Despite what critics have said about his highly popular and hotly debated best-seller, The Shack, author William Paul Young remains convinced that his book "is a God thing."
"I absolutely am convinced that this is a God-thing that God is the One stirring this all up, challenging us to rethink and entertain growing deeper in a relationship with Him rather than pursuing our independence," Young said during a live chat with book lovers last week.
Though Young had not originally intended the novel to be for public consumption, since its debut on the market last year, The Shack has reaped in a surprising amount of success, generating a large amount of buzz – both positive and negative – within Christian circles.
"This book has the potential to do for our generation what John Bunyan's Pilgrim's Progress did for his," stated Eugene Peterson, Professor Emeritus Of Spiritual Theology at Regent College in Vancouver, in a published endorsement for the book. "It's that good!"
Young's No. 1 New York Times best-selling book tells the fictional redemptive story of Mackenzie Allen Phillips, whose daughter is tragically abducted and murdered during a family vacation.
Four years after the tragedy, Phillips receives a note, supposedly from "God," inviting him back to the abandoned shack where evidence of his daughter's murder had been found. When Phillips accepts the offer and returns to the shack, he enters into a kind of spiritual therapy session with "God," who appears in the form of a jolly African-American woman and calls herself "Papa;" Jesus, who appears as a Jewish workman; and Sarayu, an indeterminately Asian woman who incarnates the Holy Spirit.
"This is a story of one believer's brokenness and how God reached into that pain and pulled him out and as such is a compelling story of God's redemption," explained author and former pastor Wayne Jacobson, who was part of a team that worked with Young on the manuscript for over a year and also is part of Windblown Media, the company he and Young formed to print and distribute The Shack.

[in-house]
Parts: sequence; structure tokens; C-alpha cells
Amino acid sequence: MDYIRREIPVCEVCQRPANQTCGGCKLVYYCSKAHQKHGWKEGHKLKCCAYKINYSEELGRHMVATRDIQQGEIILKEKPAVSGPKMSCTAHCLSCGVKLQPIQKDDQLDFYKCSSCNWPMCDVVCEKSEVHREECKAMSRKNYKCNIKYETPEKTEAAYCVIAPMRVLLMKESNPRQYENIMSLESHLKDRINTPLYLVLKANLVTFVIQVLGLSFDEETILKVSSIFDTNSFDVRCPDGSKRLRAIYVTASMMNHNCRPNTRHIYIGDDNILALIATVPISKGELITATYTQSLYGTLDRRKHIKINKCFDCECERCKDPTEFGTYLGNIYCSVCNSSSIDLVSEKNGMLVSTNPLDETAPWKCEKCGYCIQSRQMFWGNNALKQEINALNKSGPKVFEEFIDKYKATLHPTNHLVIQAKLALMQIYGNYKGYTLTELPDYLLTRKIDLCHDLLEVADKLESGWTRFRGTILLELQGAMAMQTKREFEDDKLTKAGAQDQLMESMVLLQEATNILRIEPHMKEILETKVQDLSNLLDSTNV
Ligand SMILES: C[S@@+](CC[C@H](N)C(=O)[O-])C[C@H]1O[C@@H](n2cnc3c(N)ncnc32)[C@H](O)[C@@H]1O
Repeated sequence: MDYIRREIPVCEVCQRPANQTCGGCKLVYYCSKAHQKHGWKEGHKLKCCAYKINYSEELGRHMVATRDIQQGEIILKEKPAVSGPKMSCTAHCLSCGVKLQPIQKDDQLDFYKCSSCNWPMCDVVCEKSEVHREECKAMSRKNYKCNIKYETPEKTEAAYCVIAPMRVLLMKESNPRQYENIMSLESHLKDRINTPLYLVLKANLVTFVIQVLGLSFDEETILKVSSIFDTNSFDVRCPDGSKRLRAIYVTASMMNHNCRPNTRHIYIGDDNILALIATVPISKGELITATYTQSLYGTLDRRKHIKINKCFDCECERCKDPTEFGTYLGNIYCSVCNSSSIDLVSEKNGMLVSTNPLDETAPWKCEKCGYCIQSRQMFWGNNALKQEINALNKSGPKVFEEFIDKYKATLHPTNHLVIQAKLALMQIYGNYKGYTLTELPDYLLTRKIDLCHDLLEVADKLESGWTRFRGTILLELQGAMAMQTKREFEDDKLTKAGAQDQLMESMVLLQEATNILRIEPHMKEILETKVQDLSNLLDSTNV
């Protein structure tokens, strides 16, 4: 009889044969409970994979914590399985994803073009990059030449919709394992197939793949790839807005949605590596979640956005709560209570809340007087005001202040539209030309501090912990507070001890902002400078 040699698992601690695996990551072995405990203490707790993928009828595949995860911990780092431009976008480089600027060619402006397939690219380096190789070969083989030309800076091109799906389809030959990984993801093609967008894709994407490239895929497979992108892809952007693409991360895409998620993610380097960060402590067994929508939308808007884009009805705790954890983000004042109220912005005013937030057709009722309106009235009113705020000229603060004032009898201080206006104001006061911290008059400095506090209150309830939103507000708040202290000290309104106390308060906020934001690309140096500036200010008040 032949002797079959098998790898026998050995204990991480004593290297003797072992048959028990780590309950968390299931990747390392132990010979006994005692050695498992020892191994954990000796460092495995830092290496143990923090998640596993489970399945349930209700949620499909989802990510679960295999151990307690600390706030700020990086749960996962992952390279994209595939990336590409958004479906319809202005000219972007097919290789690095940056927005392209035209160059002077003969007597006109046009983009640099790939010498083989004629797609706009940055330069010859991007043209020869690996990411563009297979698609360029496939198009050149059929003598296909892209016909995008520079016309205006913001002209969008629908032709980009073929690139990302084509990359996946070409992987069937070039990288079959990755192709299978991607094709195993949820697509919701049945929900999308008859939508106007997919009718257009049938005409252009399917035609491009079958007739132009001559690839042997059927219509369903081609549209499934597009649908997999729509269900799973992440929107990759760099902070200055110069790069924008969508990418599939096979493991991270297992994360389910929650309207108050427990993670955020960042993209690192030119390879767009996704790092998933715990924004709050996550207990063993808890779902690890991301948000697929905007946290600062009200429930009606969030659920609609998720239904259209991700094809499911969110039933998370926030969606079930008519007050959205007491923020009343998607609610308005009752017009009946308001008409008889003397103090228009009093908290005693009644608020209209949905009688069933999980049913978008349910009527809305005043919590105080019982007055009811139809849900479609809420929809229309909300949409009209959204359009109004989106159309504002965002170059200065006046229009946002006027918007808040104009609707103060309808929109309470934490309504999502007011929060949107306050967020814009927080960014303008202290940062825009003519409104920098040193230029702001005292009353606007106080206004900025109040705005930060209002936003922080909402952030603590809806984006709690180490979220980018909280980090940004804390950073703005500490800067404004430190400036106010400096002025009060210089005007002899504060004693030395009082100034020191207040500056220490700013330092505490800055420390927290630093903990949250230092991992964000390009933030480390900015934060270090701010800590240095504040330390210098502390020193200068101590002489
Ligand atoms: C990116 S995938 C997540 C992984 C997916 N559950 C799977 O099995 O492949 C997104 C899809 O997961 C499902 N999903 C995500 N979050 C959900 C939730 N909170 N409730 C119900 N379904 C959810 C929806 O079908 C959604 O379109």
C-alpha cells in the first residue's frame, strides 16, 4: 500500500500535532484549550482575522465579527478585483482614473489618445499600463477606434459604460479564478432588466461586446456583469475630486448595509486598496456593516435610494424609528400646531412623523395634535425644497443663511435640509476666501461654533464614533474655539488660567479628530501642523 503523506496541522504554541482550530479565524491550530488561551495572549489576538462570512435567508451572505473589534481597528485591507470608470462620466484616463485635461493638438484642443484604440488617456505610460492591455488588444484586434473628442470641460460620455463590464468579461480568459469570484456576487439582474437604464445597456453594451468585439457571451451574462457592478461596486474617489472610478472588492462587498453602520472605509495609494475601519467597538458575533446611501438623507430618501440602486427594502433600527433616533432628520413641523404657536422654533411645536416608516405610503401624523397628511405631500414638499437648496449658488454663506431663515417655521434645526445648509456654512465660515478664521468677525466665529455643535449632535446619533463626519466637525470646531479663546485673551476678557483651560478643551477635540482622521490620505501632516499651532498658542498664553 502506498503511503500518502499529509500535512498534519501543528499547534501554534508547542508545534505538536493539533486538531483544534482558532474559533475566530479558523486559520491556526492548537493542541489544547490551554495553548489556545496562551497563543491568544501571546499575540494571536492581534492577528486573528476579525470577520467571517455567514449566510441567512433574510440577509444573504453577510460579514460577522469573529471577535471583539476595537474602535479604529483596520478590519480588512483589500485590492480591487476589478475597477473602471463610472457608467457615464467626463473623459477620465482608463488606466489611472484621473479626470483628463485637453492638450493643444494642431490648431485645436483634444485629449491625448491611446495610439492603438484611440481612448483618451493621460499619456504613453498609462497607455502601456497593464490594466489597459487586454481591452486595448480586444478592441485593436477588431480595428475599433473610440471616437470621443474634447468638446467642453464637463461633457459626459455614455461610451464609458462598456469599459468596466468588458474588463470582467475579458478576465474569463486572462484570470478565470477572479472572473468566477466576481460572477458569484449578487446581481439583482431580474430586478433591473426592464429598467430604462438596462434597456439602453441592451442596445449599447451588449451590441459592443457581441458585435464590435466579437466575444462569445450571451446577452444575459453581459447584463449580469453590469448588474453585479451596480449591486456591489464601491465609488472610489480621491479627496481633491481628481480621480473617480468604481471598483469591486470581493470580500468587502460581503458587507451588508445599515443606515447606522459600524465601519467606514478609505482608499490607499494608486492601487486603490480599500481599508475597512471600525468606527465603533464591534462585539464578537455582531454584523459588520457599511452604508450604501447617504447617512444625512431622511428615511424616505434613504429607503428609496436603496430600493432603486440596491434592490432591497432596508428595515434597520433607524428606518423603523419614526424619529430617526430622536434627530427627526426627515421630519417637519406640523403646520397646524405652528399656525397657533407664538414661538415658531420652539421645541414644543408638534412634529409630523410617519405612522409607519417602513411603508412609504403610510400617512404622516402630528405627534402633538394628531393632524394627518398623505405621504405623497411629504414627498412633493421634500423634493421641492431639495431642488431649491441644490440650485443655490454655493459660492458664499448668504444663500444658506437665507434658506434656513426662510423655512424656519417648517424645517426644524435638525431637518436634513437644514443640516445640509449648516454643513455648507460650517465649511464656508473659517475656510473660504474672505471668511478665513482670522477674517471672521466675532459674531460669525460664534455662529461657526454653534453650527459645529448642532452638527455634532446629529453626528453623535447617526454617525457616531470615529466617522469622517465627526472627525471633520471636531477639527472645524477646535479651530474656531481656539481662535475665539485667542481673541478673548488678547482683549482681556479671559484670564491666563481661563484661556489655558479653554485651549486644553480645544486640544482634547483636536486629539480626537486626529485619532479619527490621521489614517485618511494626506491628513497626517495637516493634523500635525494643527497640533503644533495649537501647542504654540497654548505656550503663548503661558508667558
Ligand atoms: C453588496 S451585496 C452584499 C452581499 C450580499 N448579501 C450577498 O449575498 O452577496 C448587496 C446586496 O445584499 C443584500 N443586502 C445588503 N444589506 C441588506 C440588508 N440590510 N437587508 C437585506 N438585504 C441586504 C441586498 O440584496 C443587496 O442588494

"The pain and healing come straight from a life that was broken by guilt and shame at an incredibly deep level," Jacobson wrote in his personal blog, "and he (Young) compresses into a weekend the lessons that helped him walk out of that pain and find life in Jesus again."
Young says he had suffered sexual abuse in New Guinea as the child of Canadian missionaries and spent a decade in therapy trying to earn back his wife's and family's trust after an extramarital affair 15 years ago.
In 2005, Young started writing what would eventually be The Shack to show how he had healed by forging a new relationship with God.
"It wasn't an intended thing," Young said during an interview earlier this year on The Drew Marshall Show. "It wasn't saying 'Well, this is the new formula for touching the hearts of the people,' but people are – they're just starving for authenticity. They're just starving for someone to stand up and say, 'You know what? God loves the worst of us – the losers, the screw ups."
"I'm an example of what grace looks like," he added.
Young says he receives up to a couple hundreds of e-mail each day in which people communicate to him the "transformational" impact of the story.